Medicos in Philippines stare at uncertain future

Indian embassy advisory urges parents to be cautious after NMC notification

September 14, 2022 07:45 pm | Updated September 15, 2022 09:36 am IST - THIRUVANANTHAPURAM

The students who joined the MD programme at South Western University, Phinma, in the Philippines in August.

The students who joined the MD programme at South Western University, Phinma, in the Philippines in August. | Photo Credit: Special Arrangement

Last week, the Indian embassy in the Philippines issued an advisory urging Indian parents to take a considered decision before sending their wards there for medical education to avoid financial loss and professional uncertainty.

The advisory was issued after the embassy was flooded with queries regarding the conformity of medical education in the Philippines with the requirements of the National Medical Commission (NMC) (Foreign Medical Graduate Licentiate) Regulation, 2021.

The fact is that after the uncertain future of medical students who returned to India from war-torn Ukraine, now thousands of Indian medical students in the Philippines stare at a bleak future following the NMC notification.

As per the notification dated November 18, 2021 no foreign medical graduate shall be granted permanent registration unless he has undergone a course leading to a foreign medical degree with a minimum duration of 54 months. Further, it mandates that a licence granted by a competent authority equivalent to the NMC in the respective country is essential to practise medicine in India.

In the case of Indian medical students in the Philippines, the duration of MD (Doctor of Medicine), which is equivalent to MBBS in India, is 48 months. Indian graduates are not allowed to apply for the Board of Medical Examiners in the Philippines, which is a competent authority equivalent to the NMC.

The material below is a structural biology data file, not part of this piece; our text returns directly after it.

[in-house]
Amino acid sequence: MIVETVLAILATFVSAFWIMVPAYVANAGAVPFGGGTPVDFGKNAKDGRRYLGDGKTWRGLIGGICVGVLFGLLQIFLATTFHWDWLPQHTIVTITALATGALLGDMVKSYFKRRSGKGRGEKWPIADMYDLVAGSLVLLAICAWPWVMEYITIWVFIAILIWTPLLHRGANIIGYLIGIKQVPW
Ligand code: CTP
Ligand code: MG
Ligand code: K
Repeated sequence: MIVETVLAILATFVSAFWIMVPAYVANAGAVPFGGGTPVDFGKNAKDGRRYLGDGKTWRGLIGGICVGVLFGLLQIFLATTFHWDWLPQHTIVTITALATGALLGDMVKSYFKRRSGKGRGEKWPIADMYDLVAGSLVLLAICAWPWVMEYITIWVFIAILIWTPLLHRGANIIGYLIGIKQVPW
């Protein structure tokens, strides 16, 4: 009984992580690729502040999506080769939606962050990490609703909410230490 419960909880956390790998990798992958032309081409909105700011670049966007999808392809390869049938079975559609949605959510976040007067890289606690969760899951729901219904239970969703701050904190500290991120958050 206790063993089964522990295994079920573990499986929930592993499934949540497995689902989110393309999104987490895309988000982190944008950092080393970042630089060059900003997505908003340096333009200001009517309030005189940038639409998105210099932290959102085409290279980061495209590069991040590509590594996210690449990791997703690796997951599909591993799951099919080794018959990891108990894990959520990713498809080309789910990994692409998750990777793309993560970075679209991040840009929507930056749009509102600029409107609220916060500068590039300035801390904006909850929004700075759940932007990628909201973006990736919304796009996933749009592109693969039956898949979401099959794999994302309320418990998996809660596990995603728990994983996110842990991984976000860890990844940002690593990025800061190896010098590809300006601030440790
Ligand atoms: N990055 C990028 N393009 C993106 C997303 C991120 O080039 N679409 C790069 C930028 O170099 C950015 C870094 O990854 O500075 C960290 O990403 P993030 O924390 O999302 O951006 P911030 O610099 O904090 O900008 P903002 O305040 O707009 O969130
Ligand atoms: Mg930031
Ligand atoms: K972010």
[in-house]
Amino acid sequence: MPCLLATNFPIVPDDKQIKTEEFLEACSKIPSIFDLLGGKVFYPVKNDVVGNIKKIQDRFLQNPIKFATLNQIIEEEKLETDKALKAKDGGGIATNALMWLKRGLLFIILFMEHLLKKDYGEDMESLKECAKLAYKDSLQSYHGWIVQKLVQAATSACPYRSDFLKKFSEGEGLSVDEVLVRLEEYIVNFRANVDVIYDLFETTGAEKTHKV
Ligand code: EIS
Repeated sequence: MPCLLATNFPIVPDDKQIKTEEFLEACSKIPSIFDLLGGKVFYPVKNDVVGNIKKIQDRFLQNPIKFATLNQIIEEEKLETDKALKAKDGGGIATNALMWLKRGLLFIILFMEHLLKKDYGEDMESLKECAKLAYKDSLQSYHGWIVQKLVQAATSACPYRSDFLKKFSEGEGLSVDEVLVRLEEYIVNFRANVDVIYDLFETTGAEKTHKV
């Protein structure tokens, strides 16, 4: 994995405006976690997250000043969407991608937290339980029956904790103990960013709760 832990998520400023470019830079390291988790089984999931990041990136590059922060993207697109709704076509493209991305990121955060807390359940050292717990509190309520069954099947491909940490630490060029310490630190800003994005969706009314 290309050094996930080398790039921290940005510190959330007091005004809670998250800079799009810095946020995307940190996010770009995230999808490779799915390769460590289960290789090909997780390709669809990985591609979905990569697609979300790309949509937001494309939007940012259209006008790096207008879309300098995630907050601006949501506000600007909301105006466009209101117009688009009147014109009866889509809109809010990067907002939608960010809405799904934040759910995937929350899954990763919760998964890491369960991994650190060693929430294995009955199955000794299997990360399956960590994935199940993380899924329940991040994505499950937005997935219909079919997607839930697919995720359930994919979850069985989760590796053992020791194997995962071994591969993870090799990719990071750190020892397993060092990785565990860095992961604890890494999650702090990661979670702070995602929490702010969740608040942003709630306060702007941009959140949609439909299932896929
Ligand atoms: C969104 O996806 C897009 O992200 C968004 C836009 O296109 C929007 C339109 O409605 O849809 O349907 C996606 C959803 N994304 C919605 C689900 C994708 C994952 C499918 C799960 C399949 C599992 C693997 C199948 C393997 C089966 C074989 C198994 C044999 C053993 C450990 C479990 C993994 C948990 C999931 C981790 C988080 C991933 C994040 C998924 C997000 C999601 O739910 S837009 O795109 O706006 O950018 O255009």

The Medical Act of 1959 of the Philippines stipulates that candidates for Board Examination shall be a citizen of the Philippines or a citizen of any foreign country who has submitted competent and conclusive documentary evidence confirmed by the Department of Foreign Affairs, showing that his/her country's laws permit citizens of the Philippines to practise medicine under the same rules and regulations governing citizens thereof. Unfortunately, India has no such reciprocal agreement with the Philippines.

So the chances of getting a licence from the Board Examination in the Philippines are remote for Indian students. Around 13,500 students, including around 6,000 Keralites, are pursuing the two-year Bachelor of Science (BS) degree in biology, a premedical course in the Philippines, in 21 colleges, which is a prerequisite for joining the MD programme.

“Though the students who joined the MD course before this notification (18/11/2021) have been exempted, thousands of Indian students pursuing BS in the Philippines are now at a crossroads unable to take a decision after spending lakhs of rupees and two years. We request the Centre to grant a one-time exemption for the Indian students who joined the BS degree for pursuing medical degree in the Philippines,” says Muhamed Sadik, a Kozhikode-based parent whose daughter is pursuing the BS programme there.

Another issue is that unscrupulous agencies are recruiting students to the Philippines without disclosing the latest developments. “We have already spent lakhs of rupees for doing the BS course and lost almost two years. So the government should be ready to make necessary changes in the notification at least in order to provide a chance for the existing students to complete their education,” says a student from Thiruvananthapuram.

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